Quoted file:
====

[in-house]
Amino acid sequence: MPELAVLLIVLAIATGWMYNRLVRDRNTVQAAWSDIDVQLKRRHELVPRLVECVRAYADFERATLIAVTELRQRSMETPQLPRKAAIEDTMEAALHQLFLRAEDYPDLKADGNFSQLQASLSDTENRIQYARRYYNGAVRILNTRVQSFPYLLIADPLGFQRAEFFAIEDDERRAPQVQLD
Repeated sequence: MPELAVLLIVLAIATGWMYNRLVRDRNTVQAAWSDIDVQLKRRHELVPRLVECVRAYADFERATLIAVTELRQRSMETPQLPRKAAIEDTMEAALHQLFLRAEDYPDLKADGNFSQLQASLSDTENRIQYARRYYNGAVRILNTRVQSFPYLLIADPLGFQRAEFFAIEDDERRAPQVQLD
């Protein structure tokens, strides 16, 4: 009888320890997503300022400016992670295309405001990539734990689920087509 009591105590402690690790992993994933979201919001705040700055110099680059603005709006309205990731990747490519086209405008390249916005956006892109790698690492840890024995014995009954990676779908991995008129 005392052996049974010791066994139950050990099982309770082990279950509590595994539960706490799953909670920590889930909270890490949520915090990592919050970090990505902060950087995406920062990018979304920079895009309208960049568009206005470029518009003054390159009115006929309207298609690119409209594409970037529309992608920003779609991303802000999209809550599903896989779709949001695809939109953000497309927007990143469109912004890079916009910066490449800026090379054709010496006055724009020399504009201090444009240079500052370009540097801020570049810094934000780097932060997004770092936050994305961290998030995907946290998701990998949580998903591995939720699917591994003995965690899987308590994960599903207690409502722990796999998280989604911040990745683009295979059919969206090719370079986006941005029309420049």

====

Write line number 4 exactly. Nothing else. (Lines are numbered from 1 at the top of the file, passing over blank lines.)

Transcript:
């Protein structure tokens, strides 16, 4: 009888320890997503300022400016992670295309405001990539734990689920087509 009591105590402690690790992993994933979201919001705040700055110099680059603005709006309205990731990747490519086209405008390249916005956006892109790698690492840890024995014995009954990676779908991995008129 005392052996049974010791066994139950050990099982309770082990279950509590595994539960706490799953909670920590889930909270890490949520915090990592919050970090990505902060950087995406920062990018979304920079895009309208960049568009206005470029518009003054390159009115006929309207298609690119409209594409970037529309992608920003779609991303802000999209809550599903896989779709949001695809939109953000497309927007990143469109912004890079916009910066490449800026090379054709010496006055724009020399504009201090444009240079500052370009540097801020570049810094934000780097932060997004770092936050994305961290998030995907946290998701990998949580998903591995939720699917591994003995965690899987308590994960599903207690409502722990796999998280989604911040990745683009295979059919969206090719370079986006941005029309420049």